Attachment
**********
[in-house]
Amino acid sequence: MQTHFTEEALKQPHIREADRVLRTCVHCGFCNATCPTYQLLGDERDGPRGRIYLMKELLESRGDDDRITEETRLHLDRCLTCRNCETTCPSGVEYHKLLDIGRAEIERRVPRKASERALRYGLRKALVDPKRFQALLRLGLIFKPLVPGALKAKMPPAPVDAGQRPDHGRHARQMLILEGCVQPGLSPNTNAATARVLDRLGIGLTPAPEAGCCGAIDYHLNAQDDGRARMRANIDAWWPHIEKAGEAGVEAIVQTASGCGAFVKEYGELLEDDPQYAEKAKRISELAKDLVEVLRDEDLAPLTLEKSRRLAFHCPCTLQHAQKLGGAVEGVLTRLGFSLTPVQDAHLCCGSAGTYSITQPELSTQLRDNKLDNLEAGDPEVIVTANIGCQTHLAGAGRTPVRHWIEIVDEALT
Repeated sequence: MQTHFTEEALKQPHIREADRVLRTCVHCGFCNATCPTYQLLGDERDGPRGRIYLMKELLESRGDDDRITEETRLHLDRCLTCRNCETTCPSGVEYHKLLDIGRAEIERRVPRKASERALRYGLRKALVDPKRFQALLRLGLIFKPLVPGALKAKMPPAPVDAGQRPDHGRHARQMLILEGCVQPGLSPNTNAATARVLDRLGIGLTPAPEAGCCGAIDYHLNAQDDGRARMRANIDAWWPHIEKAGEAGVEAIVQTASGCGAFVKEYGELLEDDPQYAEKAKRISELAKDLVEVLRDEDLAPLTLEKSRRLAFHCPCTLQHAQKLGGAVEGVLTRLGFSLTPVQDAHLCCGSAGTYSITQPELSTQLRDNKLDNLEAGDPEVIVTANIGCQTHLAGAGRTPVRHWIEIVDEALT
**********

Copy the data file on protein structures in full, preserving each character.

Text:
[in-house]
Amino acid sequence: MQTHFTEEALKQPHIREADRVLRTCVHCGFCNATCPTYQLLGDERDGPRGRIYLMKELLESRGDDDRITEETRLHLDRCLTCRNCETTCPSGVEYHKLLDIGRAEIERRVPRKASERALRYGLRKALVDPKRFQALLRLGLIFKPLVPGALKAKMPPAPVDAGQRPDHGRHARQMLILEGCVQPGLSPNTNAATARVLDRLGIGLTPAPEAGCCGAIDYHLNAQDDGRARMRANIDAWWPHIEKAGEAGVEAIVQTASGCGAFVKEYGELLEDDPQYAEKAKRISELAKDLVEVLRDEDLAPLTLEKSRRLAFHCPCTLQHAQKLGGAVEGVLTRLGFSLTPVQDAHLCCGSAGTYSITQPELSTQLRDNKLDNLEAGDPEVIVTANIGCQTHLAGAGRTPVRHWIEIVDEALT
Repeated sequence: MQTHFTEEALKQPHIREADRVLRTCVHCGFCNATCPTYQLLGDERDGPRGRIYLMKELLESRGDDDRITEETRLHLDRCLTCRNCETTCPSGVEYHKLLDIGRAEIERRVPRKASERALRYGLRKALVDPKRFQALLRLGLIFKPLVPGALKAKMPPAPVDAGQRPDHGRHARQMLILEGCVQPGLSPNTNAATARVLDRLGIGLTPAPEAGCCGAIDYHLNAQDDGRARMRANIDAWWPHIEKAGEAGVEAIVQTASGCGAFVKEYGELLEDDPQYAEKAKRISELAKDLVEVLRDEDLAPLTLEKSRRLAFHCPCTLQHAQKLGGAVEGVLTRLGFSLTPVQDAHLCCGSAGTYSITQPELSTQLRDNKLDNLEAGDPEVIVTANIGCQTHLAGAGRTPVRHWIEIVDEALT